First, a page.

9 Tips to Tap into Your True Self on Halloween
Halloween is right around the corner. Sure, you could go as the usual suspects—pirates and vampires—but why not do something different this year? Instead of disguising yourself as someone else, grab the opportunity to break out of a worn-out role and express your true self.
Let’s be honest. Most of us don’t answer our true callings and go after our heartfelt dreams because we’re scared. What if we crash and burn? And by that I mean, we lose all our friends, our money runs out and we end up homeless, unable to afford even a single can of tuna for our too-skinny cats who are now living on the streets with us. That’s going too far, I say. No pie-in-the-sky dream is worth that. OK… Wow… I’m glad I got that out of my system.
According to psychologist Rollo May, “The opposite of courage in our society is not cowardice, it’s conformity.” So having courage means being true to ourselves. But wouldn’t we all just run amuck then?
What if being authentic meant we still went to work, only we earned money doing things we really love? And we got to hang out with people we truly like? And we felt inspired and creative most of the time? That doesn’t seem so scary. But we’ll never know for certain unless we give it a try.
So here are nine tips for mindful costume ideas that can help you tap into the true you this Halloween.
1. Show your shadow side. I was raised to be a sweet southern belle, and bent over backwards to be nice no matter how crappy I really felt. Then I got the idea to dress up as a cranky old witch for several years in a row. It felt liberating to express the frustration I’d suppressed for so long (without hurting anyone in the process).
2. Amp up your abilities. Mary regularly dons costumes of female warriors such as Lara Croft to keep her Mojo going as she climbs the corporate ladder. Lea, a bashful songstress, transforms into Amy Winehouse—complete with tattoos and beehive—to bolster her confidence to sing.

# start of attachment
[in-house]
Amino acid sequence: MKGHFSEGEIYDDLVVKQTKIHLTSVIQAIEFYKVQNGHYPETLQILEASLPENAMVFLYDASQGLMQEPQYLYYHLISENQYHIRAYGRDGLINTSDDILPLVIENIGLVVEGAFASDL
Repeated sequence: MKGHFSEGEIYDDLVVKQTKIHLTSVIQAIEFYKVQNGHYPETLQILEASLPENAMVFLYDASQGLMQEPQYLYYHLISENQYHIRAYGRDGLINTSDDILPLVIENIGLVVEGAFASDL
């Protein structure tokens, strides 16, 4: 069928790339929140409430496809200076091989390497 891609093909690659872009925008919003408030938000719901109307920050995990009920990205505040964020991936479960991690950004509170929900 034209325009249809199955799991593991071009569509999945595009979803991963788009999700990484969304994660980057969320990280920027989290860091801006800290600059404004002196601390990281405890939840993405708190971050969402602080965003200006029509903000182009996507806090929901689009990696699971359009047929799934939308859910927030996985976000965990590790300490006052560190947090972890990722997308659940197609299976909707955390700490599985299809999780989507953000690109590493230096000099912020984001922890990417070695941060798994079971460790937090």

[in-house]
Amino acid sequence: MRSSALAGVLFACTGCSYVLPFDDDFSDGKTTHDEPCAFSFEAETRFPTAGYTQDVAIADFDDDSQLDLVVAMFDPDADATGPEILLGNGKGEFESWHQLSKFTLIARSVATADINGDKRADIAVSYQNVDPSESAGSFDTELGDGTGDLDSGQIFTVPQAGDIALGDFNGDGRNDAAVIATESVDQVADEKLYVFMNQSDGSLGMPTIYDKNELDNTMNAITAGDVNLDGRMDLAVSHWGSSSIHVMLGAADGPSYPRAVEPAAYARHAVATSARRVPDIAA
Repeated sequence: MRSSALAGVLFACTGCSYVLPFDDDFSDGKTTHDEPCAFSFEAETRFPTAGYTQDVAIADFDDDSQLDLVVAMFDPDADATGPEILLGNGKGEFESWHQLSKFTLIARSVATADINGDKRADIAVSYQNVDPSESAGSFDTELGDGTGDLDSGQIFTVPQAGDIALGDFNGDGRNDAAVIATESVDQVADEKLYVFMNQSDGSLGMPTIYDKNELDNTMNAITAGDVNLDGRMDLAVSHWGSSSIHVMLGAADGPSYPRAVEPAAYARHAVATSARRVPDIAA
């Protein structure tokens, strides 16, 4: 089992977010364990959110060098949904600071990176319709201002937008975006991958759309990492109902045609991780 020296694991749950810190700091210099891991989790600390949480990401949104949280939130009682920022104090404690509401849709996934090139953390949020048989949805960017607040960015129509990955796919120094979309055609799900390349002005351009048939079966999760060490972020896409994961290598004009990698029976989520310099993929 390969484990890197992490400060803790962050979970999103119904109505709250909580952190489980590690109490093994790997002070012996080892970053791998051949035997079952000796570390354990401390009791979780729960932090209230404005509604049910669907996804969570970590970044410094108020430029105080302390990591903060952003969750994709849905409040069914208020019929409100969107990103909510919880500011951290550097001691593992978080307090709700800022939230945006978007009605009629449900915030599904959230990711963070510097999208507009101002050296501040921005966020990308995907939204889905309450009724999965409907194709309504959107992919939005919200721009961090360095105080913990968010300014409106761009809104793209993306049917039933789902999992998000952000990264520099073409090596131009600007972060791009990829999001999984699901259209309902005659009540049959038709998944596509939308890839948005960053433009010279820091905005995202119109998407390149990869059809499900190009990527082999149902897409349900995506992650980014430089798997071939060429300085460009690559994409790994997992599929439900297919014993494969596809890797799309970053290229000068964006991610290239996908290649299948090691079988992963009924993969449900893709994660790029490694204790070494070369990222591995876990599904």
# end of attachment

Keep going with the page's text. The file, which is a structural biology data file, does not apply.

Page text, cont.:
3. Heal old wounds. Go as the person you really wanted to be when you grew up, not who your parents or teachers told you to be. As a psychology professor I knew plenty of engineering majors who really wanted to be psychologists, and psych majors who secretly dreamed of being poets.
4. Express your passions. If you like supporting people, be a cheerleader. Fascinated by hockey? Go as a goalie. I help people reinvent themselves, so this year I’m going as a cat. I love the idea of having nine lives.
5. Do the opposite. If you’re always a follower, put on the costume of a leader—maybe a president or CEO. If you’re often shy, try on a big personality like Elvis. If you’re a perfectionist, embrace your inner slob. These extremes will help balance you out so you can be who you really are.
6. Dress up as someone you admire. Choose a superhero or a real hero, such as Nelson Mandela or Mother Theresa. You share traits with those you respect, and you’ll recognize these positive qualities in yourself when you act the part.
7. Be an original. Even though no two of us are alike, we’re pressured to fit in and behave like everyone else. Jenny plans to disguise herself as her grandfather this year. She’s wearing his lab coat, name tag, and vintage pants, so one else will look like her. If he’s an original, she’ll soon realize that she’s one, too.
8. Crank up your creativity. We were all creative as children. The good news is it’s possible to reawaken your dormant creativity. Go as an Xbox or a blender. Take ideas that normally don’t go together and mix them up. Be Jules Verne playing electric guitar in a punk rock band. Have fun with it!
9. Go as you are. It’s not being lazy. It’s making a statement. You have many sides to your personality: your place in the family, career, hobbies, etc. Why not play one of these angles up?
You may be pleasantly surprised to feel a jolt of energy for a few days after Halloween’s over. Being authentic feels a whole lot better than conforming!
“Run amuck” photo © Stan White: http://www.stanwhite.com
“Me as cat” photo © Frank Leonard: http://www.frankleonardphotography.com